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USA Boxing has a new trans athlete policy and everybody is pissed off

Advocates both for and against trans women in women’s sports are unhappy with USA Boxing’s policy.

Kid Galahad v Jazza Dickens - Weigh In
Ebanie Bridges opposes including transgender women in the female boxing category.
Photo by Leigh Dawney/Getty Images

USA Boxing reportedly has a “new” policy regarding transgender athletes, and it’s already infuriating people across the spectrum of the issue.

Advocates for trans women’s participation in the female category are pointing to some of the harshest restrictions in sport. People who oppose trans women in the female category are upset there is any path to participation for them.

The World Boxing Council has, on the international stage, barred trans women from the female category, saying they will build a transgender category. Other countries’ governing bodies, like Boxing New Zealand, have followed suit.

The USA Boxing policy, as widely reported, has a number of key elements to it.

First, every athlete under 18 must compete in the category corresponding to their sex assigned at birth. This flies in the face of many of the more-strict trans-inclusion policies in sports, which allow for athletes to compete in their gender category as long as they haven’t experienced puberty. Even some people who generally oppose trans athletes acknowledge that if someone doesn’t experience puberty, they should be eligible to compete.

Yet in boxing, a 15-year-old trans girl who has been on puberty blockers since they were 10 still has to compete in the male category.

Second, adult boxers must have had gender reassignment surgery. For years, sports governing bodies have moved away from this requirement, so the return of this requirement for USA Boxing is putting the push toward broader trans inclusion in reverse.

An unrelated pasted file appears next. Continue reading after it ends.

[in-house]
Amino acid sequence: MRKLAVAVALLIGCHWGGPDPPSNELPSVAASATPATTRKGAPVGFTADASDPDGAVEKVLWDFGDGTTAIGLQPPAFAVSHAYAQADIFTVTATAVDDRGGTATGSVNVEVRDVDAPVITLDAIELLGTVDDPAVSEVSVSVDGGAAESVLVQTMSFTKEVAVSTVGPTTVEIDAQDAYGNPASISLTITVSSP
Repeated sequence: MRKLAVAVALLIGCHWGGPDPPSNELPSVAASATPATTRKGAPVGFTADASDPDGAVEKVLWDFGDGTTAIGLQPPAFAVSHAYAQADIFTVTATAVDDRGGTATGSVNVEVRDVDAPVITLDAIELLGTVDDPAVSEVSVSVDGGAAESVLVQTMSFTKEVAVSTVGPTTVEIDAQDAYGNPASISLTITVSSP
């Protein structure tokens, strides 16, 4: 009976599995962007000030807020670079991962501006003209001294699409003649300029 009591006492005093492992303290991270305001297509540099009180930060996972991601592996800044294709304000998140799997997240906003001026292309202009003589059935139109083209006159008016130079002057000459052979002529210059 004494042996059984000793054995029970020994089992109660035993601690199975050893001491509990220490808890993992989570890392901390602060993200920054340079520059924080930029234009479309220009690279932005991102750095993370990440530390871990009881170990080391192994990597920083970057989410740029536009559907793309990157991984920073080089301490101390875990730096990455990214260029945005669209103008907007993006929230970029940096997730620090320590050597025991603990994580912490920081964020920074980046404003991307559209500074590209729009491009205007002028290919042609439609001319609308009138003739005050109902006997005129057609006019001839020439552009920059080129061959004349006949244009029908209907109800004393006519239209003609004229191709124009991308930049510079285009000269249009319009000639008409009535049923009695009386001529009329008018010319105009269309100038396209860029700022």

Third, adult boxers have to show they have have testosterone levels under 5 nmol/L for four years prior to competing. That four years is the longest wait period for any sport that allows trans women to compete in the female category.

Now USA Boxing is facing widespread criticism for the policy — at this point the strictest in sports (other than outright bans).

On one side, many trans advocates will view this as a setback. While there is a path to participation for adult trans women in the female category, the mandated surgery and four years of mandated HRT will be considered overly restrictive as it goes well beyond previous guidelines.

“While we are encouraged to see that USA Boxing has not outright banned transgender athletes, we are deeply concerned by a surgical requirement for participation and no pathway for trans, nonbinary and intersex youth to participate in line with their gender identity,” said Danne Diamond Director of Policy and Programs at Athlete Ally.

On the other hand, people are critical that the ban has any path to participation for trans women in boxing’s female category. Whether the policy mandated four years or 10 years of HRT, these people would not be happy.

“I will never agree to this,” said former world champion Ebanie Bridges. “It’s bad enough having trans women breaking records in other sports like track and field, swimming and power lifting but it’s a bit different to them breaking our skulls in combat sports where the aim is to HURT YOU not just break a record.”

The “skulls” line has been used to target trans athletes in combat sports ever since Fallon Fox, competing in professional mixed martial arts six years after her transition, broke the eye orbital of an opponent. Critics say she broke her “skull” simply because it sounds worse.

“Hormone therapy is banned,” professional boxer Mikaela Mayer said on X. “By default, this should make trans athletes ineligible for competition. Doesn’t matter how you feel about the situation, fact is, it’s illegal and completely disrupts the even playing field that sport works so hard to create.”

Riley Gaines, the former college swimmer who came to prominence arguing publicly against trans women in female sports after competing against Lia Thomas, said a trans woman will end up killing a female boxer.

“Mark my words, it will take a woman getting killed before these misogynistic fools wake up.”

Dozens of boxers have been killed by cisgender boxers during matches, including a number of women. Major injuries are already a consistent aspect of the sport, before any trans woman steps into the female pro-boxing ring.

USA Boxing seems to be trying to thread the needle here, create a way for trans women to compete, but also raise the barrier to entry high enough to stave off some critics.

In the end, their policy will simply piss off everyone involved in this debate.